President Trump revokes and replaces executive order suspending travel, removes Iraq from list of countries

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President Donald Trump signed an executive order Monday that revoked and replaced Executive Order 13769, which restricted travel from seven predominantly-Muslim countries.

The order faced legal challenges that were upheld by a federal district court and going through the appeals process.

The Jan. 27 order sparked protest around the country and at Cal State Fullerton. University President Mildred Garcia said the order comes into “direct conflict with our deepest values” in a Jan. 29 statement.

Iraq was removed from the list of countries subject to travel suspension during a 90-day review period.

The March 6 order was created to avoid further litigation after the Ninth Circuit Court of Appeals moved to halt judicial proceedings on the matter Feb. 7. It states it intends to improve national security.

The new executive order addresses not only concerns with the original order’s content, but the “chaos” that came after its passage, said assistant political science professor Robert Robinson, Ph.D.

“It is not uncommon for a politically controversial executive order to be challenged in the courts and struck down, and then for someone to either let it go or to try to restructure it so that it meets court approval,” Robinson said.

Robinson said that restructuring was likely needed because Trump is an “outsider politician” and has less expertise in the subject matter.

Like executive order 13769, the new order establishes a 50,000-refugee cap for the 2017 fiscal year.

“The new executive order does make clear a number of categories of people who won’t be affected,” Robinson said. “Dual citizens, people who have already been granted refugee status, people with green cards … My sense is by doing that they’re hoping to avoid a chaotic rollout.”

Nationals from Iran, Libya, Somalia, Sudan, Syria and Yemen are affected by the “temporary” ban. Those countries present “heightened threats” due to the presence of terrorist organizations and the foreign government’s “willingness or ability” to share information regarding travel to the United States, according to the order. It also says it is difficult to return foreign nationals from these countries because of delays or documentation.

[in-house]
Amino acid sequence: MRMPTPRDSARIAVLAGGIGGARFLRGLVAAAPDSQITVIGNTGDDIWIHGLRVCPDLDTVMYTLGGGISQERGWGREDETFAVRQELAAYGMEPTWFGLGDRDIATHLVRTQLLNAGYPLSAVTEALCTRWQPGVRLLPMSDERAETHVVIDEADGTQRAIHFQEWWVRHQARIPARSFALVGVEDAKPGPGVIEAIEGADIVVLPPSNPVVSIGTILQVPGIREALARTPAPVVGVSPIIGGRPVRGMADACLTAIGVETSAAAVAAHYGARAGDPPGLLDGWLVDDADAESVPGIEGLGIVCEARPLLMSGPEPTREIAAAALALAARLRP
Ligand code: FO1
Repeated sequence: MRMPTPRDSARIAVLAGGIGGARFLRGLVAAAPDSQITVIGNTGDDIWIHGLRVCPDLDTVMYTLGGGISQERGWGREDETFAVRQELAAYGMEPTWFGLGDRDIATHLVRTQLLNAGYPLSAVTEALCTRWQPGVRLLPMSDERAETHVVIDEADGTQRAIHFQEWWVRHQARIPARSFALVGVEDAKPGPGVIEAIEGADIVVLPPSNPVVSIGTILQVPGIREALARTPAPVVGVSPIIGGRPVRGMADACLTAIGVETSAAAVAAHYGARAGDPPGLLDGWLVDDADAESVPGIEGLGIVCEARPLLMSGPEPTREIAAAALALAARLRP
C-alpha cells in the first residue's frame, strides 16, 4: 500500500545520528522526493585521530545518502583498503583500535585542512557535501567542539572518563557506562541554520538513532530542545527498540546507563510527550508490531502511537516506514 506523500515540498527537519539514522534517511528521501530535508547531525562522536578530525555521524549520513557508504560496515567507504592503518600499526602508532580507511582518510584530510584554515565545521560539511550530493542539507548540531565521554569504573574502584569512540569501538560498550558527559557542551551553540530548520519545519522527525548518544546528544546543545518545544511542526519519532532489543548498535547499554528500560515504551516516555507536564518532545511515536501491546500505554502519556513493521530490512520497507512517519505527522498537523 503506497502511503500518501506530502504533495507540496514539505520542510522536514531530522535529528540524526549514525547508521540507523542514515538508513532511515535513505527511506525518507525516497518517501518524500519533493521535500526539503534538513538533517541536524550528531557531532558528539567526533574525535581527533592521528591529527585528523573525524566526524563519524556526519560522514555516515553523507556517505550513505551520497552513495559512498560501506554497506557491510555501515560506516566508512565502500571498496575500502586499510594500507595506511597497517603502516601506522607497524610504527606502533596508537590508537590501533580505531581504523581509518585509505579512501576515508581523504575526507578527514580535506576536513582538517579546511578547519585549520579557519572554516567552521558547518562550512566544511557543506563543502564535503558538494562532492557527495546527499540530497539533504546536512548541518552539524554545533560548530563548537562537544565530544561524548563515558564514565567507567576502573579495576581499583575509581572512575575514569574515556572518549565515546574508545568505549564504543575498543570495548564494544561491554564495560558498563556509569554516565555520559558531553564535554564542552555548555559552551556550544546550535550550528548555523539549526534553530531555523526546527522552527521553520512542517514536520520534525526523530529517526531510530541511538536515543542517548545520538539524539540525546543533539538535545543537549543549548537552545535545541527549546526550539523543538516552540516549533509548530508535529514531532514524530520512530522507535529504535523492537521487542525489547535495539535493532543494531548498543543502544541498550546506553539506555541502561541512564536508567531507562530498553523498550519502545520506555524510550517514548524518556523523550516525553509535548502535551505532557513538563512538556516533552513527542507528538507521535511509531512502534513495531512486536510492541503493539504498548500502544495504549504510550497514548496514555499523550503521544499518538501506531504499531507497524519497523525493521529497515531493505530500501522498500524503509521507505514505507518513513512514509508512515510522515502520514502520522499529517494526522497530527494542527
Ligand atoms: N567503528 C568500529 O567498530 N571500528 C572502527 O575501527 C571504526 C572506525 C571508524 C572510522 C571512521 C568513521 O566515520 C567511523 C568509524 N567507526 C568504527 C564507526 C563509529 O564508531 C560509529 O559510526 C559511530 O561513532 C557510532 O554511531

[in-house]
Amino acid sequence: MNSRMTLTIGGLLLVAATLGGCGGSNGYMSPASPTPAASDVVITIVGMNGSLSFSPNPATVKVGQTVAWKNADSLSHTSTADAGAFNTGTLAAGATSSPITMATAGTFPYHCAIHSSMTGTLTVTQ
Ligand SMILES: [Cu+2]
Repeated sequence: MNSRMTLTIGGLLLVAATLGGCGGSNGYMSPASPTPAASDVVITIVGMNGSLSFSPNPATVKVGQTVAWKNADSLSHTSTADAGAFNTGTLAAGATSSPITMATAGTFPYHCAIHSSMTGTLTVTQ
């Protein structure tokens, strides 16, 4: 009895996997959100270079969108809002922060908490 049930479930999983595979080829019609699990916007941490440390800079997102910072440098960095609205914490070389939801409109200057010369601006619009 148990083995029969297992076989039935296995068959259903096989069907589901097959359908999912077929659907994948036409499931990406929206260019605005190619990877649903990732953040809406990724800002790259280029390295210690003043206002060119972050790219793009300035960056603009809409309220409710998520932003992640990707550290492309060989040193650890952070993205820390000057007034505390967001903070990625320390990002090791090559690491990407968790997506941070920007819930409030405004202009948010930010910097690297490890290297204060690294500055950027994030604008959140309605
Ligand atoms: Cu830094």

Despite having active combat zones and being influenced by ISIS, the order says Iraq has been removed from the list because of the relationship between the United States and the democratically-elected Iraqi government, the country’s commitment to fighting ISIS and the steps already taken since executive order 13769 was issued.

“If you think that list of countries is not appropriate, you could get rid of the ban or you could add more, or exchange them out in some way,” Robinson said.

The new order outlines exceptions to the ban and the case-by-case issuance of visa waivers during the suspension period. The suspension will only apply to foreign nationals of the designated countries who are outside of the United States on March 16, did not have a valid visa on Jan. 27 and do not have a valid visa on March 16.

Nationals of Iraq applying for a visa, admission or other immigration benefits will also be subject to thorough review and possible consultation about ISIS and terrorism ties with a designee of the secretary of defense.

“I think the intent is still basically the same. On paper, it’s still primarily about security,” Robinson said. “I think there are probably other motivations but because the White House is so divided on many issues, it’s not clear which part of the White House wants what.”

The 90-day ban implemented in the first order will start again March 16. Robinson said this number is also subject to extension and said he questions how the vetting process could be fixed in only 90 days.

“I think if you objected to the initial travel ban, you’re still going to object to this one,” Robinson said. “I imagine that someone will challenge it in court, and I’m not sure what will happen but if I were to bet my own money, I would say that some judge somewhere is going to strike it down again.”

When asked for a comment in regard to the order, CSUF Chief Communications Officer Jeffrey Cook said there is no new statement but pointed to Garcia’s January letter and a statement from the Association of Public and Land-Grant Universities (APLU), which CSUF is a part of.

“Our nation’s universities thrive in part due to their ability to connect throughout the world,” the APLU statement said. “This new executive order undermines that ability.”

Hayley M. Slye contributed to this report.

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